Doctoral thesis (Dissertations and theses)
Integrated multi-omic analyses of mobile genetic elements within a mixed microbial community
Martinez Arbas, Susana


Full Text
Author preprint (66.93 MB)

All documents in ORBilu are protected by a user license.

Send to


Abstract :
[en] Microbial communities are ubiquitous, complex and dynamic systems that constantly adapt to changing environmental conditions, while playing important roles in natural environments, human health and biotechnological processes. Invasive mobile genetic elements (iMGE) are considered as important biotic components of microbial communities, in particular (bacterio)-phages and plasmids are some of the most abundant and diverse biological entities, which may influence community structure and dynamics. Microbial populations within naturally occurring communities are constantly interacting with each other. Ecological interactions between those populations can be generally classified as competitive and cooperative relationships. To date, extensive studies on biotic interactions, i.e. relationships between microbial hosts with iMGEs and between microbial populations, have been somewhat limited, thus restricting our understanding of microbial community dynamics. Fortunately, high-throughput multi-omics derived from microbiomes, i.e. metagenomics and metatranscriptomics, enables access to both functional -potential and -expression information of those biotic components. Combining longitudinal multi-omics data with mathematical frameworks allows us to model microbial community interactions and dynamics, unlike ever before. Here, I present a longitudinal integrated multi-omics analysis of biotic components within foaming activated sludge, spanning ~1.5 years to unravel i) iMGE-host dynamics and ii) ecological interactome. In the first part of this work, empirical host-iMGE CRISPR-based links in combination with mathematical modelling highlighted the importance of plasmids, relative to phages, in shaping community structure, while also showing that plasmids vastly outnumbered, and were more targeted via CRISPR-Cas systems, compared to their phage counterparts. In the second part of this work, mathematical modelling is used to provide ecological contexts for the relationships between microbial community members. In general, we observed a dynamic interactome, with higher cooperative interactions, despite these populations encoding highly similar functional potential. In summary, this work demonstrates the potential of longitudinal multi-omics in expanding our understanding of microbial community dynamics, which could be expanded to other microbial ecosystems and potentially lead to applications in human health and biotechnological processes.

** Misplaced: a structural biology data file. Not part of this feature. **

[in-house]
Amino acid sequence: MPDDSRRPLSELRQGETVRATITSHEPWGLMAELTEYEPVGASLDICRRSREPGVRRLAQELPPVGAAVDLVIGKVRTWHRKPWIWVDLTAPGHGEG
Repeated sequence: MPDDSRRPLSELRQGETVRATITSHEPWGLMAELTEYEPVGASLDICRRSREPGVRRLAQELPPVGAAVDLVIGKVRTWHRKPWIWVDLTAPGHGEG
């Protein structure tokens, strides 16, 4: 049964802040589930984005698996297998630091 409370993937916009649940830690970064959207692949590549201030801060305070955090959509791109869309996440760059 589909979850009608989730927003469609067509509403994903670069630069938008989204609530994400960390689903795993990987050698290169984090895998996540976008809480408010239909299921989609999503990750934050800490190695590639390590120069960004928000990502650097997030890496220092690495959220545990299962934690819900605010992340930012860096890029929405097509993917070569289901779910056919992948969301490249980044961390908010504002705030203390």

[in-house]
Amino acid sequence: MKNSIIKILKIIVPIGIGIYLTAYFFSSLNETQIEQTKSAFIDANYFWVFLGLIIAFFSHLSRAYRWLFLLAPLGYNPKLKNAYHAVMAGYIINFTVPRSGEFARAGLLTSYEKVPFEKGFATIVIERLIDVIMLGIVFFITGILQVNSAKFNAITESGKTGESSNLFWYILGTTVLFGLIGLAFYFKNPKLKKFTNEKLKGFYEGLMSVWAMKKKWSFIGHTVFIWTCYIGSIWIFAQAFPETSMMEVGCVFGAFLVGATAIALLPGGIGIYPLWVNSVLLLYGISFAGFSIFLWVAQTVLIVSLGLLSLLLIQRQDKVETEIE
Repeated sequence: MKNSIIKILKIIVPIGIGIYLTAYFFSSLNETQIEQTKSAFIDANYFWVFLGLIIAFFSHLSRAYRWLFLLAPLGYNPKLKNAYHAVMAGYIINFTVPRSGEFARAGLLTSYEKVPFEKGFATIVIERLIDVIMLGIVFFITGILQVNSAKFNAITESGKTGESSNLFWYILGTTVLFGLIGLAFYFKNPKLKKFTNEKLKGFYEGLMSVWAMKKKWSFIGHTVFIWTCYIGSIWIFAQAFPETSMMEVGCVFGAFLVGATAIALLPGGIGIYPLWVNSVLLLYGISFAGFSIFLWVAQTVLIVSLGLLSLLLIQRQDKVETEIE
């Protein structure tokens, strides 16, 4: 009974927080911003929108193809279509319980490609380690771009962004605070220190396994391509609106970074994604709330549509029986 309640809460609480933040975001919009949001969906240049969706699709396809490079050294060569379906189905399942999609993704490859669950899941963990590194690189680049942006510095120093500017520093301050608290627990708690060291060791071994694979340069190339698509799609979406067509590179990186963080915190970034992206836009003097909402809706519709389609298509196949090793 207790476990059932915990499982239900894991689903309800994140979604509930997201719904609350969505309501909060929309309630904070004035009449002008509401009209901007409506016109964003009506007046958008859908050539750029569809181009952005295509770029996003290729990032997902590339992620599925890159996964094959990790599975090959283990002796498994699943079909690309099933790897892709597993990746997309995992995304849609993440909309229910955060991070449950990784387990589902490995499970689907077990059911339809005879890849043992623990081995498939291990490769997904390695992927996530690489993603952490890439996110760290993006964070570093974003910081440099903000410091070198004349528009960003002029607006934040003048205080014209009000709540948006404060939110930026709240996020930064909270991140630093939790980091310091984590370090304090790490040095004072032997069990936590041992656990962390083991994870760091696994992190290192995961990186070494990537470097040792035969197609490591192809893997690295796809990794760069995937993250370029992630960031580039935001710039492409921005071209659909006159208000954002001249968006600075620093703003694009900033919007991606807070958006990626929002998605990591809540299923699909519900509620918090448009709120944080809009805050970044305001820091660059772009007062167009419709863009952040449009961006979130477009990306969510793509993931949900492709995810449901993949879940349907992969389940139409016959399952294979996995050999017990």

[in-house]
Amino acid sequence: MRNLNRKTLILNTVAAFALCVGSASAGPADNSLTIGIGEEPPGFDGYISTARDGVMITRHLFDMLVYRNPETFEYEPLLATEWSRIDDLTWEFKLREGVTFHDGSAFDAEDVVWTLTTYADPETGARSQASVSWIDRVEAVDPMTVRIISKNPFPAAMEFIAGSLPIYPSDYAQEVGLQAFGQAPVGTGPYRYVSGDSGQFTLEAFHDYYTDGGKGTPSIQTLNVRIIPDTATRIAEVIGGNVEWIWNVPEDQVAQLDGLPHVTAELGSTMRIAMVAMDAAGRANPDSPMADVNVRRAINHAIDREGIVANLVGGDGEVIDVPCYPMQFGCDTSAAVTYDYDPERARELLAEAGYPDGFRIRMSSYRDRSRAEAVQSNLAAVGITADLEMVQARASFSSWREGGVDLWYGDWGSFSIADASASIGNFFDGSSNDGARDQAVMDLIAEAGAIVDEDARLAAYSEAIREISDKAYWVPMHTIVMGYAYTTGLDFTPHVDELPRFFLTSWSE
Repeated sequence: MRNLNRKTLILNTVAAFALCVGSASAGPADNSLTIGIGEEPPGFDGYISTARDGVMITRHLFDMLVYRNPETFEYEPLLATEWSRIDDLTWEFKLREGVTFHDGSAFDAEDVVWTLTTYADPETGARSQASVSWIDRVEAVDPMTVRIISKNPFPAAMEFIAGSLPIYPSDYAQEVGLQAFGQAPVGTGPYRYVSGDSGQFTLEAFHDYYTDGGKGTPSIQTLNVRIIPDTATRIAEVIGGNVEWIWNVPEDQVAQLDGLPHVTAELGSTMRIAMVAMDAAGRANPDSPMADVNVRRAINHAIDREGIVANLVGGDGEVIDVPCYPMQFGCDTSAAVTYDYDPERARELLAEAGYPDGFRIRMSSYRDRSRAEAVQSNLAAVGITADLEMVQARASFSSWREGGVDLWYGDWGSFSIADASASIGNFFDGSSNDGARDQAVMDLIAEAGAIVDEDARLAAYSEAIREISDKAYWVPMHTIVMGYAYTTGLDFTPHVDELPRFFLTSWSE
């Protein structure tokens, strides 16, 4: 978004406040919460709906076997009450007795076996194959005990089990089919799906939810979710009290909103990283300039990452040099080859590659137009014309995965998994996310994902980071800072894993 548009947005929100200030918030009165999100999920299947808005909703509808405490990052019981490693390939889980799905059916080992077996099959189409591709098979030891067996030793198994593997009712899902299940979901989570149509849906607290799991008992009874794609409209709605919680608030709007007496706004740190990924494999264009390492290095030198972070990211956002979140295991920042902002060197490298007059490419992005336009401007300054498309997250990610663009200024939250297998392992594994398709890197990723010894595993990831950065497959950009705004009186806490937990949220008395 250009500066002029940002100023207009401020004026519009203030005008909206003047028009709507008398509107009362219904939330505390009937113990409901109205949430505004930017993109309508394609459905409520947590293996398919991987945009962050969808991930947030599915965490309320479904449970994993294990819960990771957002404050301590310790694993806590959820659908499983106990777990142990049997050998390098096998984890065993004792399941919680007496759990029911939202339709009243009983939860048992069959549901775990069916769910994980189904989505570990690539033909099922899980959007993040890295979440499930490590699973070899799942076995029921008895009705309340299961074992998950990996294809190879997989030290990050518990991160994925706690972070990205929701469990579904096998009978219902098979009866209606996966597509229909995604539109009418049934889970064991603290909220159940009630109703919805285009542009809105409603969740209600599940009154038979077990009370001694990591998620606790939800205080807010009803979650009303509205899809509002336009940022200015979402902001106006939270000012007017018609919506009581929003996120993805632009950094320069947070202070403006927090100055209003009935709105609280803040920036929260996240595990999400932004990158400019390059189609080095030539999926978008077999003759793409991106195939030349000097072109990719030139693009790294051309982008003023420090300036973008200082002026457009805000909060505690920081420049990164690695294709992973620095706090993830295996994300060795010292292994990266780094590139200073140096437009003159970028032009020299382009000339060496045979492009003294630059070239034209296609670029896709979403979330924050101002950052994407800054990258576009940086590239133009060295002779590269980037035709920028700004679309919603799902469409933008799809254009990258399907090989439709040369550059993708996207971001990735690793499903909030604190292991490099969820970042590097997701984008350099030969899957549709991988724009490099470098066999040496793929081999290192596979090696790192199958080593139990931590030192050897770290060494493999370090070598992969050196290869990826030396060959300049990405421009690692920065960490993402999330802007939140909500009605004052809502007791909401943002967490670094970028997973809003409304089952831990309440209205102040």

Disciplines :
Life sciences: Multidisciplinary, general & others
Author, co-author :
Martinez Arbas, Susana ;  University of Luxembourg > Luxembourg Centre for Systems Biomedicine (LCSB) > Systems Ecology
Language :
Title :
Integrated multi-omic analyses of mobile genetic elements within a mixed microbial community
Defense date :
09 July 2021
Institution :
Unilu - University of Luxembourg, Esh-sur-Alzette, Luxembourg
Degree :
Docteur en Biologie
Promotor :
President :
Secretary :
Jury member :
Probst, Alexander
Hug, Laura
Available on ORBilu :
since 27 July 2021


Number of views
287 (104 by Unilu)
Number of downloads
213 (27 by Unilu)


Similar publications

Contact ORBilu